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. Last Updated: 07/27/2016

Cannes Renews Its Identity Crisis

CANNES, France -- As the Cannes Film Festival opened Wednesday, the perennial question was again raising its head: What is this festival about, anyway?

Last year's festival left an even stranger aftertaste than usual, with results that many felt were the most bizarre in years.

Remember Emmanuel Schotte and Severine Caneele? Probably not: They won two of the top acting awards, and they'd never acted before. They beat out popular veterans like Richard Farnsworth, an Oscar nominee this year for "The Straight Story," and Bob Hoskins for "Felicia's Journey." Not to mention acclaimed actresses such as Cecilia Roth and Manuela Marisa Paredes in Pedro Almodovar's popular "All About My Mother."

And remember "Humanity," the slow-moving and sexually explicit tale of a simpleton cop investigating a sordid murder? No? Don't feel bad - few paying customers ever saw the film, even in its native France. But it won three of the top five awards, including those picked up by Schotte and Caneele.

Then there was the best screenplay award to Russian entry "Moloch," a movie that told us much more than we wanted to know about the relationship between Adolf Hitler and Eva Braun. During press screenings, journalists deserted the plodding film in droves; the jury headed by Canadian director David Cronenberg saw differently.

Finally, there was the award ceremony itself. It fell apart when steamy French actress Sophie Marceau emerged to present the Palme D'Or, or Golden Palm, to Belgium's "Rosetta." The badly unprepared Marceau rambled on so mysteriously and incoherently that hostess Kristin Scott Thomas had to cut her off in mid-speech.

The next day, most newspapers savaged the awards, and festival head Gilles Jacob felt compelled to issue a statement. Though he stood by the jury's freedom of choice, he changed the rules to ban the awarding of too many prizes to one film. Cronenberg defended his choices, saying the jury was not in the business of playing slave to public tastes.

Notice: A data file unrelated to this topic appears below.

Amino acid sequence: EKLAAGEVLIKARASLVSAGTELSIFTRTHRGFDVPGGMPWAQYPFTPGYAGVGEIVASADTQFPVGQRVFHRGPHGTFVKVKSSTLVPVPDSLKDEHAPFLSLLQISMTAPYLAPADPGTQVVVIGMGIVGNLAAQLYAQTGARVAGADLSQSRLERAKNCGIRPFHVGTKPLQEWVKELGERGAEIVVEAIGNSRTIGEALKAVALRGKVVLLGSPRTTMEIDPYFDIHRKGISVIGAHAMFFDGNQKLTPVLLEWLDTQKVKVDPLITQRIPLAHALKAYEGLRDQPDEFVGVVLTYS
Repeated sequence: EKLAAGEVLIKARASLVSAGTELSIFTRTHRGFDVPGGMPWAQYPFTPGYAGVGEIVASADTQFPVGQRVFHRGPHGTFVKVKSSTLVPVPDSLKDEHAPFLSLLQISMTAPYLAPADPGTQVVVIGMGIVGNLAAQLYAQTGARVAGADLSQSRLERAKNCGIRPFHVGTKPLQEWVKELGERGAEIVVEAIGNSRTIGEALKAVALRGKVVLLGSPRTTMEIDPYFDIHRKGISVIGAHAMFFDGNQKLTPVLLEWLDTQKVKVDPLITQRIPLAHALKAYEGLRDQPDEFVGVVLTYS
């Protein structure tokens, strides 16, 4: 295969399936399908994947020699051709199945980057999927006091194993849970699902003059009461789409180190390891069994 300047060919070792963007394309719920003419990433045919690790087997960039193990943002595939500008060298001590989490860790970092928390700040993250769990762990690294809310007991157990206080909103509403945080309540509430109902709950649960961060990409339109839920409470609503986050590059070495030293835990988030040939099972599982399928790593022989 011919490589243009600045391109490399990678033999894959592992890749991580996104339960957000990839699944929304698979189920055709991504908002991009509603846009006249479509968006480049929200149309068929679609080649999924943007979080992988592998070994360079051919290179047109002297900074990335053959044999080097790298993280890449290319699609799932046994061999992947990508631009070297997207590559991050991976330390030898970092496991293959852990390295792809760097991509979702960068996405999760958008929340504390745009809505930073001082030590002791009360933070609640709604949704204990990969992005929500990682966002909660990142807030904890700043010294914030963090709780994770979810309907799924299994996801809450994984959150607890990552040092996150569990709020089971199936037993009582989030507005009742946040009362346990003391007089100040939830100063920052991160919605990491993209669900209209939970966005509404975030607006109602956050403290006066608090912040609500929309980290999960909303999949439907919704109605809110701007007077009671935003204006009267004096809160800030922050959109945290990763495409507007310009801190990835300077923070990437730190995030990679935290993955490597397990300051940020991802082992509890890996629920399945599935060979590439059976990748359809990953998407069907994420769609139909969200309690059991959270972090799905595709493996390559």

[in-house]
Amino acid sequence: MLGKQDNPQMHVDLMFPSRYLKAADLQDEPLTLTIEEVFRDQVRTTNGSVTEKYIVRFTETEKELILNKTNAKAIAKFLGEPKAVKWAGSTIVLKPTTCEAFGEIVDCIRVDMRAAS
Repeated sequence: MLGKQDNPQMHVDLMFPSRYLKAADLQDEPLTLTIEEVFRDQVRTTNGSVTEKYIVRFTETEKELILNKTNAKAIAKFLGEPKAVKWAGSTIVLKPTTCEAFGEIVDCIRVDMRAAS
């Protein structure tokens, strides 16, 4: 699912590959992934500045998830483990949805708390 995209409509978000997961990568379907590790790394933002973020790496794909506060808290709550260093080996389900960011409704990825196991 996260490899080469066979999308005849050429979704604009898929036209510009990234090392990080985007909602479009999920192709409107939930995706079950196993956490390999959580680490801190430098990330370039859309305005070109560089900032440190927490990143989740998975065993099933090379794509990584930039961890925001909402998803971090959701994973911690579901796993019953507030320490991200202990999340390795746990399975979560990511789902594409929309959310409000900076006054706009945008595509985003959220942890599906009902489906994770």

This year's festival is looking to start afresh. The jury is headed by Luc Besson - a Frenchman, but as Hollywood as they come here.

Besson, director of 1997's futuristic "The Fifth Element" and the recent "Joan of Arc," would "lead the festival decidedly into the future," Jacob said.

All the same, the films themselves are the traditional hodgepodge of established names and new faces, with a heavy dose of Cannes favorites, such as veteran British director Ken Loach, Denmark's never-boring Lars Von Trier, and famous American brothers and Cannes darlings, Joel and Ethan Coen.

The Coen brothers' latest offering - "O Brother, Where Art Thou" - is among the films touted as possible festival prize winners.

The Coen brothers ruled Cannes in 1991 with "Barton Fink," starring another Cannes regular, John Turturro, who's back in this story about three chain-gang escapees on a musical journey through 1930s Mississippi. Also back is John Goodman and another Coen favorite, Holly Hunter. But if the star quotient here is off the charts, the reason is George Clooney, the erstwhile Dr. Doug Ross of "ER." His journey up the famous red steps of the festival palace should bring the loudest screams of the fortnight.

Danish director Von Trier's "Dancer in the Dark" is also garnering attention. Von Trier scored big in 1996 with "Breaking the Waves," then reduced many to head-scratching with "The Idiots," his 1998 study of young people pretending to be idiots to get in touch with their inner selves. Hisnew film stars French icon Catherine Deneuve alongside Icelandic pop singer Bj?r k - surely already a winner in the strange-pairing category.

Also in the running is Loach's "Bread and Roses." With "My Name Is Joe" in 1998, the British veteran of social drama looked at a former alcoholic struggling to keep his life together in gritty Glasgow. This time, Loach looks at immigrants in Los Angeles.